Rwanda’s population is young and growing. Every year, an estimated 220,000 adolescents enter the labour market. Aspiring to decent work and earnings, many youth – especially girls – are held back by the slow growth of jobs in the formal sector, but also by their own inadequate training. Transforming education helps pave the way to meet adolescents’ aspirations and equip them for the future of work. The theme of this year’s International Youth Day being ‘Transforming Education’, VVOB seizes the occasion to share its experiences in transforming STEM education in Rwanda. By turning it into a powerful tool for young people, boys and girls, their opportunities to secure decent and fulfilling work in a rapidly shifting economy increase.
Rwanda has formulated a policy framework to become a Middle-Income Country (MIC) by 2020 – Vision 2020. Traditionally a subsistence-based agricultural economy, the framework outlines Rwanda’s strategies to shift towards a knowledge-based, ICT-led society. Among those strategies, developing a strong base of science, technology and innovation graduates is spearheaded. Yet, a minority of secondary school graduates choose a STEM-related field of study, in part because it is socially perceived to be too difficult or primarily for men. What is more, many adolescents lack solid foundational STEM skills. Measures are needed to improve STEM education at upper primary and secondary level and to prepare Rwanda’s 2,606,000 adolescents (10 to 19 yrs. old) for the future of work.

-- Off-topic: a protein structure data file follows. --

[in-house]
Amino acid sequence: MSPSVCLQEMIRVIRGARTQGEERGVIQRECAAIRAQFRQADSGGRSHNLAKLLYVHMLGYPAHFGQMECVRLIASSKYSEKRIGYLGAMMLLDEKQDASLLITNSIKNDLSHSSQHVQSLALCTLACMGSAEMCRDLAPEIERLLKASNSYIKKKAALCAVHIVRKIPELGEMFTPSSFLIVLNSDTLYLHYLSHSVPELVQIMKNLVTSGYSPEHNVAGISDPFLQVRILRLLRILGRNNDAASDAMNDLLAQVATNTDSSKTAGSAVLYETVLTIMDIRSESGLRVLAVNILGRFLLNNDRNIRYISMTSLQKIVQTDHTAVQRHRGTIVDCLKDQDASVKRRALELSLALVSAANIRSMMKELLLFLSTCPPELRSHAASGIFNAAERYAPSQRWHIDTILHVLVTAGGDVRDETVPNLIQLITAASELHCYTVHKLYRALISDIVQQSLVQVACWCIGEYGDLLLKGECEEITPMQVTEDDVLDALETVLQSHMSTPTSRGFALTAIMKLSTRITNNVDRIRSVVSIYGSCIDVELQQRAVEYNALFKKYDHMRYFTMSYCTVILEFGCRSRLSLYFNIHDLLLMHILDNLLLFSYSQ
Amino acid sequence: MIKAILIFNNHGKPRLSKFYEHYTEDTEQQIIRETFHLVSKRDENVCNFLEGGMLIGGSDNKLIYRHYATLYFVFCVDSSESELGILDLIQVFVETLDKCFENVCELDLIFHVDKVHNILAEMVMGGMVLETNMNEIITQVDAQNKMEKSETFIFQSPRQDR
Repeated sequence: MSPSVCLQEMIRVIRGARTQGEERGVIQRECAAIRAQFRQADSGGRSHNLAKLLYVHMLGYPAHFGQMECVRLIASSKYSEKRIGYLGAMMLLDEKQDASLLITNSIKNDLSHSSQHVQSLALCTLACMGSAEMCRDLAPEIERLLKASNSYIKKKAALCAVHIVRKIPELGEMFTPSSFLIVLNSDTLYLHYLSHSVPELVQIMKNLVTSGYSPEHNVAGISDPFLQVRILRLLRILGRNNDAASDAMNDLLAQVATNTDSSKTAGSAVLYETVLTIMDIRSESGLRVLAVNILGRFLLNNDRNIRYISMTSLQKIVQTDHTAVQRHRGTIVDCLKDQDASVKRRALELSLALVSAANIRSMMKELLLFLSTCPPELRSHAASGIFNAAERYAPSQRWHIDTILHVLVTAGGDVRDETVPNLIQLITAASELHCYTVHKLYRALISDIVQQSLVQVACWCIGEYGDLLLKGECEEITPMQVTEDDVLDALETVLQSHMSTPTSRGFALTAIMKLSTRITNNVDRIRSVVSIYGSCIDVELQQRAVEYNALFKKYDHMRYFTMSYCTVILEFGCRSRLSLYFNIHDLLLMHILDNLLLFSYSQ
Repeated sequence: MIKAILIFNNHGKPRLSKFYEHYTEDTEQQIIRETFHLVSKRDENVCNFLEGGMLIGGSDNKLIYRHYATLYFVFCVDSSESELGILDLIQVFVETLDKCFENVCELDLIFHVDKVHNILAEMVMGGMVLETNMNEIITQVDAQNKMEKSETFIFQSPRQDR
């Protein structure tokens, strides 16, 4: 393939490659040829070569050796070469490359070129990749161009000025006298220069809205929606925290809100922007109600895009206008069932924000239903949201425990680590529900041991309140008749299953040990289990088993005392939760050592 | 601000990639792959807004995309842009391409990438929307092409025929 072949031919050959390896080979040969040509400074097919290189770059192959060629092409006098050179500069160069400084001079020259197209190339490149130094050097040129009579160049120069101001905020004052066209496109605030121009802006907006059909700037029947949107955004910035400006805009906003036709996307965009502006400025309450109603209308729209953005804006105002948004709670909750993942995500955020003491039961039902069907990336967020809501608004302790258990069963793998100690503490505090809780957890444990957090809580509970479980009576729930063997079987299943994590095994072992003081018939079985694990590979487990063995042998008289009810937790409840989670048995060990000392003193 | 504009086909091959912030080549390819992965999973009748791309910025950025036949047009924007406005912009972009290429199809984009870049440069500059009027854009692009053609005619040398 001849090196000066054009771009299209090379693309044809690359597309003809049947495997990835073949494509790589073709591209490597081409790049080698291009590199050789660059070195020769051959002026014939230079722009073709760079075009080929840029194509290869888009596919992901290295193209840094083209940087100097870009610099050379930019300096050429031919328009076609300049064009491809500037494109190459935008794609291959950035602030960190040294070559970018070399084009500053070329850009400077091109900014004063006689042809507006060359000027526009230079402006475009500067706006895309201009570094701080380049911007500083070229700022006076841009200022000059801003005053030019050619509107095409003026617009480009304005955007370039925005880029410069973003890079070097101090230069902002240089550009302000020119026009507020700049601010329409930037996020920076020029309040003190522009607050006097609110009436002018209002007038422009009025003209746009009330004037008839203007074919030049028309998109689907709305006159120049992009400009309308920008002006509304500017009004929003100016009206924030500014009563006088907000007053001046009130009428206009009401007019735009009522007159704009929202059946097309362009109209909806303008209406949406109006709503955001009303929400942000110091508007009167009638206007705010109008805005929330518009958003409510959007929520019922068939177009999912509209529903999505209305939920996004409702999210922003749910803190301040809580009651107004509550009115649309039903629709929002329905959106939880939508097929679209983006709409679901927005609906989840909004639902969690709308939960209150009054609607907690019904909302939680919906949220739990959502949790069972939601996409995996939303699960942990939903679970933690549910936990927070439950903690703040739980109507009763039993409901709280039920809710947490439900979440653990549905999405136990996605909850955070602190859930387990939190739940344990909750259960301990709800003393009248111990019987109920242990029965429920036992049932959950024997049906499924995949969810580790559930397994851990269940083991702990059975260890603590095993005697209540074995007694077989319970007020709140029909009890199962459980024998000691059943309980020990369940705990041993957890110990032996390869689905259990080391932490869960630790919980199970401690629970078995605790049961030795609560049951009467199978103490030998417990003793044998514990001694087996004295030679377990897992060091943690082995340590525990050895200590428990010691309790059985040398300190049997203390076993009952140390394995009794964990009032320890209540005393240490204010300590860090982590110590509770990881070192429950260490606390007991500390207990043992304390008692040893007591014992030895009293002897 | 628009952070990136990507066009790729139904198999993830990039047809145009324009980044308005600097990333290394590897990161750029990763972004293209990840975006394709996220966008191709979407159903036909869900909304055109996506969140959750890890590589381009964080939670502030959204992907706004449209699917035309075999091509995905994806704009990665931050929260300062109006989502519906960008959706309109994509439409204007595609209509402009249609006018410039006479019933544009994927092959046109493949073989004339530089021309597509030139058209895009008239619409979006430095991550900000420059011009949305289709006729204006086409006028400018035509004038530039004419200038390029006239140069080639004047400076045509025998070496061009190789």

Current learning deficits can be offset by investing in innovative and relevant teacher training and capacity building. What is more, the introduction of gender-responsive pedagogies empowers adolescent girls to choose, and successfully complete, a study in STEM.
Investing in teachers = investing in learning outcomes
Controlling for the home environment, the quality of teaching is the single most determinant factor of learning outcomes. Yet, many teachers in Rwanda lack the necessary content knowledge and skills, particularly in the field of STEM, to provide quality teaching for all. To help tackle this issue, with the support of Mastercard Foundation VVOB provides and institutionalizes continuous teacher professional development. Across 612 primary and 800 secondary schools in 17 districts of Rwanda, VVOB is training school-based mentors (SBMs) and STEM subject leaders to coach and mentor their colleagues to enhance their teaching competences and skills. The training is co-organized and certified by the College of Education of the University of Rwanda (UR-CE) and the Rwanda Education Board (REB), key partners of VVOB.
VVOB also supports SBMs and STEM subject leaders to set up Communities of Practice (CoPs). In a CoP, teachers help each other make sense of the curriculum’s content and develop appropriate teaching resources and lesson plans. Research shows that CoPs are a very effective way of learning and, above all, they empower teachers to deal with the challenges they face and improve their own practices.